Lexical relations or semantic relations among words
a. Synonymy: It refers the similar words of words.
For example: buy – purchase, bargain
According to the use of a sentence they come differently.
b. Antonymy: It indicates the opposite meaning of a word.
For example: good – bad,
Buy – sell
c. Polysemy: It denotes different meaning of a word.
For example: Pupil means student; similarly pupil means the small round black area of the eye.
d. Homophone: It directs a word that is pronounced like another word but has a different spelling or meaning.
For example: some (certain) – sum (amount), feat (achievement) – feet (bottoms)
e. Hyponymy: It leads a word with a particular meaning that is included in the meaning of a more general word.
For example: Dog and cat are hyponyms of animal.
f. Homonymy: It shows a word that is spelt like another word and may be pronounced like it but which has a different meaning.
For example: The meaning of ‘Can’ is ‘be able’ similarly the meaning of ‘Can’ is ‘put something in a container.’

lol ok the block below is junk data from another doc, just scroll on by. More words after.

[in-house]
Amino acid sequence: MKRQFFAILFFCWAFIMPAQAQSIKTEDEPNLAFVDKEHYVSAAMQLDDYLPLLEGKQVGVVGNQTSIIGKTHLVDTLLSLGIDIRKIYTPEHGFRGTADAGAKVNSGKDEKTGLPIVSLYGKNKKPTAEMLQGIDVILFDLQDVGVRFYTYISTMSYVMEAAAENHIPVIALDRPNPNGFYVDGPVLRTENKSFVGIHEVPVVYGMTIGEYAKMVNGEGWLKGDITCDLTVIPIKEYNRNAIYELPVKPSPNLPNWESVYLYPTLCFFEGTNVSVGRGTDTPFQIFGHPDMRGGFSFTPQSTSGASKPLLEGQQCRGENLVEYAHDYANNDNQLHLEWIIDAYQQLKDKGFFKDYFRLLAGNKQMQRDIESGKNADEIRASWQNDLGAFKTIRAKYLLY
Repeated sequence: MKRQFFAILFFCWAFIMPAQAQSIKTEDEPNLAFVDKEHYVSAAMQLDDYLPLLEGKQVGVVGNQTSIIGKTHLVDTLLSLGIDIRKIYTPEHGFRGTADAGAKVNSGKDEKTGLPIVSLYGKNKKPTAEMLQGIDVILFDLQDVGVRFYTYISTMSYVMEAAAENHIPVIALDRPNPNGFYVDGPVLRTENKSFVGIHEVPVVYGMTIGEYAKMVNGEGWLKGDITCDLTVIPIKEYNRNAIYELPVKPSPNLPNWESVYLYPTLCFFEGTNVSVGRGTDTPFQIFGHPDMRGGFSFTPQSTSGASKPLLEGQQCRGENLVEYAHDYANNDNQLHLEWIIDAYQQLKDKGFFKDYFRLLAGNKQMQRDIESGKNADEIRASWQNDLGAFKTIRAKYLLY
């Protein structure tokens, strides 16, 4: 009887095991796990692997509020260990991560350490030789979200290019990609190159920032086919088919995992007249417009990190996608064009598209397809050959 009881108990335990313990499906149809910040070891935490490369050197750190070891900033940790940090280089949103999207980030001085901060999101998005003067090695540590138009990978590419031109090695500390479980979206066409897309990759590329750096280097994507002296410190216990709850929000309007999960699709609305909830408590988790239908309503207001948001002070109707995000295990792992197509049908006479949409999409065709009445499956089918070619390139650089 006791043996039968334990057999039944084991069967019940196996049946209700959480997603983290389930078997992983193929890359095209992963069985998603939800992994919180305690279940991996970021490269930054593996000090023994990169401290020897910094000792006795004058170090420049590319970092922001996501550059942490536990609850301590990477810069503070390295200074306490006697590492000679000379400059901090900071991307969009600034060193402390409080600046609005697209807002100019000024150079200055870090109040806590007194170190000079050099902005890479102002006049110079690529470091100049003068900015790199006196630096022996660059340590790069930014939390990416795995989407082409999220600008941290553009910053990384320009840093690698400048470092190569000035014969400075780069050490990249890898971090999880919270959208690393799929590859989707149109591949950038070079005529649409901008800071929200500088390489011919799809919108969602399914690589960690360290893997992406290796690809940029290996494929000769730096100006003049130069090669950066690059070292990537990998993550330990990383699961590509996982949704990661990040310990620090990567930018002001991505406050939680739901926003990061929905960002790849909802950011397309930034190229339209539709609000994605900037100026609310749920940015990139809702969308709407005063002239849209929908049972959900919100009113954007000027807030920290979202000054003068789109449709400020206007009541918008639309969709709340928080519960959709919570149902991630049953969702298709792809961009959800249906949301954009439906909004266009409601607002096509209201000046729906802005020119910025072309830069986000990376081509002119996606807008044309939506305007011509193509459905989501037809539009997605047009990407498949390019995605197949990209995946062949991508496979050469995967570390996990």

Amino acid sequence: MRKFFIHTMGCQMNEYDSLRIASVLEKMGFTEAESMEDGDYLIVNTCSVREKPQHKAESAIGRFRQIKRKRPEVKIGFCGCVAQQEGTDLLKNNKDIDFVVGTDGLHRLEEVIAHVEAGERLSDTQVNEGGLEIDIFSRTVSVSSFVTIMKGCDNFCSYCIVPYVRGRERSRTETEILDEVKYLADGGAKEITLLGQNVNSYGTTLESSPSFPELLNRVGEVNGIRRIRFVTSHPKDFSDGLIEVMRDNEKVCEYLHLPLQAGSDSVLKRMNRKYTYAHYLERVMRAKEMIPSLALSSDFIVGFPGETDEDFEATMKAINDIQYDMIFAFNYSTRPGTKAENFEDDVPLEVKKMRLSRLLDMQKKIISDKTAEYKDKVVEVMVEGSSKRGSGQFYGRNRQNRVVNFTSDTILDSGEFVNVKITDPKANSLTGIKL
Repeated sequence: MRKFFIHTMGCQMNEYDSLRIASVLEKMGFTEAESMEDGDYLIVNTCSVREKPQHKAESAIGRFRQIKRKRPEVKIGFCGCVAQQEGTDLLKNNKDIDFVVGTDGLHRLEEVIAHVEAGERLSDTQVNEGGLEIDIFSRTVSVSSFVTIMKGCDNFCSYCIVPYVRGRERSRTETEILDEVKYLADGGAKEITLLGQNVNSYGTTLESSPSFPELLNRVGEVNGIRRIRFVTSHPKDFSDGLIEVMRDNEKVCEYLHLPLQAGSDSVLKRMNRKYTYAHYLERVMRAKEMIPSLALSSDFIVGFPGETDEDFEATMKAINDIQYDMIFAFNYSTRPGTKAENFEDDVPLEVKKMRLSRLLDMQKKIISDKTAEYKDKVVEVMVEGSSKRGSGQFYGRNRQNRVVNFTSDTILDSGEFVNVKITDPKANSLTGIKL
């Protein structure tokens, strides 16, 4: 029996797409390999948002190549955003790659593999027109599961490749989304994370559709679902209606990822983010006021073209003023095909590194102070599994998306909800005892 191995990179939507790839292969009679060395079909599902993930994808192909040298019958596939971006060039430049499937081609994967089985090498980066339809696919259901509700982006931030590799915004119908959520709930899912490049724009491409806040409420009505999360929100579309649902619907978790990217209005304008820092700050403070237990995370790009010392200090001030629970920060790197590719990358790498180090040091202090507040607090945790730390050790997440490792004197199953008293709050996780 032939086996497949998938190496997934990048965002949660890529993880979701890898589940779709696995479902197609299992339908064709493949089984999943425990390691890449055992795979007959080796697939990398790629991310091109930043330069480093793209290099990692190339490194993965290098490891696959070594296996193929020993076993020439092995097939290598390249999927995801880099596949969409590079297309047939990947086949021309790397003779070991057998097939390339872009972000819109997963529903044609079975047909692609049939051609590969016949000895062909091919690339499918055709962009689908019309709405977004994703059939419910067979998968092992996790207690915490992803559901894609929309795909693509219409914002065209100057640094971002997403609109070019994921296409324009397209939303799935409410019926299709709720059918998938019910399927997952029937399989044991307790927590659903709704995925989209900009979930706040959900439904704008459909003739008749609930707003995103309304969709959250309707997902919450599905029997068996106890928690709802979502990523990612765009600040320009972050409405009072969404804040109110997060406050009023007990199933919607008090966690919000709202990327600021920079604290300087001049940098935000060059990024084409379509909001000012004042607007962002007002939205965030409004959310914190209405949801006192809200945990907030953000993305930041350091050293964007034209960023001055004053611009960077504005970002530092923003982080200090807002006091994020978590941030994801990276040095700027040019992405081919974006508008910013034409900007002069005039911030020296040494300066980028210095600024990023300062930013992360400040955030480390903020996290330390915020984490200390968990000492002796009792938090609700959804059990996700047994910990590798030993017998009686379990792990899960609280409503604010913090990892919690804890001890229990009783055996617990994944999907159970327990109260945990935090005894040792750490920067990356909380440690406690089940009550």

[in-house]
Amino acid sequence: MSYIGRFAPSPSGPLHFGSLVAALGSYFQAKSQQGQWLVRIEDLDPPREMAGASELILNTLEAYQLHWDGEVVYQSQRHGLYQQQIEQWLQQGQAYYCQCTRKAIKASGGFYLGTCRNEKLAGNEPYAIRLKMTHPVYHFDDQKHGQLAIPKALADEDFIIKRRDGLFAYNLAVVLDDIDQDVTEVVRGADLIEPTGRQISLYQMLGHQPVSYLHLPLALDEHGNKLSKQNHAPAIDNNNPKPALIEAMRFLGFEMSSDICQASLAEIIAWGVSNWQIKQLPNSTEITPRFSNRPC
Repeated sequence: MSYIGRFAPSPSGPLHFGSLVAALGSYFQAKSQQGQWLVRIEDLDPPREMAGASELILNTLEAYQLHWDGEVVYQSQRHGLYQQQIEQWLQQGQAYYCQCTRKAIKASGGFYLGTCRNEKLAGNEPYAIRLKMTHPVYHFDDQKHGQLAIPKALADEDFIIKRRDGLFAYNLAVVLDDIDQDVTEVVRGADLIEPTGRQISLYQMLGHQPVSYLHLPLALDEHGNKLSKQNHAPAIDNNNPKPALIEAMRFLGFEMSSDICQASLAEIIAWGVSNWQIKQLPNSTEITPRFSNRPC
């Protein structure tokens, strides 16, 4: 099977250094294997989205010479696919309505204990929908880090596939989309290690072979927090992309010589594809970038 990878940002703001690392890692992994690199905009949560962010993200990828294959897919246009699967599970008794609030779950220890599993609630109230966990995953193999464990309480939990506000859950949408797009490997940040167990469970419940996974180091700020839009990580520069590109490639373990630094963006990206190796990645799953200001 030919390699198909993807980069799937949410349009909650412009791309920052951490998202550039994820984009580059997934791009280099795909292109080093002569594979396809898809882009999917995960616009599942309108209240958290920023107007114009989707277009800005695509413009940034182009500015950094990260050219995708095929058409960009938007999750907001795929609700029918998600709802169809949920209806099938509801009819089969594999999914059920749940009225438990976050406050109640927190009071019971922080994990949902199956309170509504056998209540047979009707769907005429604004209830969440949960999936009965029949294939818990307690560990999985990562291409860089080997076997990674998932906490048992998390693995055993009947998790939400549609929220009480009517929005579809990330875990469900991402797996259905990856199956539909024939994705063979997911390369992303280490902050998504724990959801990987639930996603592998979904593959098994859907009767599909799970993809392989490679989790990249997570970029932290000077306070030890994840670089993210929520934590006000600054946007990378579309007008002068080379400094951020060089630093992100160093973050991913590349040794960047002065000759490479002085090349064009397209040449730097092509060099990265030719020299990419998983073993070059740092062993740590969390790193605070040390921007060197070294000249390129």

g. Metonymy: It means the act of referring to something else that is closely connected with it.
For example: Per head, Bottle.
h. Homography: It indicates a word that is spelt like another word but has a different meaning from it, and may have a different pronunciation.
For example: Lead /i:/ – to go with a person or an animal to show the way or to make them go in the right direction. Again ‘Lead’ /e/ – to connect one object to another.
i. Metonymy: It directs a word which is interconnected with another word.
For example: wheel – car. Here wheel is interconnected with one another. Again, knee – leg. It is also interconnected with one another.
j. Homomorphy: It refers the different parts of speech of a word and it also how a word is used in different parts of speech in the sentence.
For example: Red (n) – Red is the name of a color.
Red (adj) – I have bought a red shirt.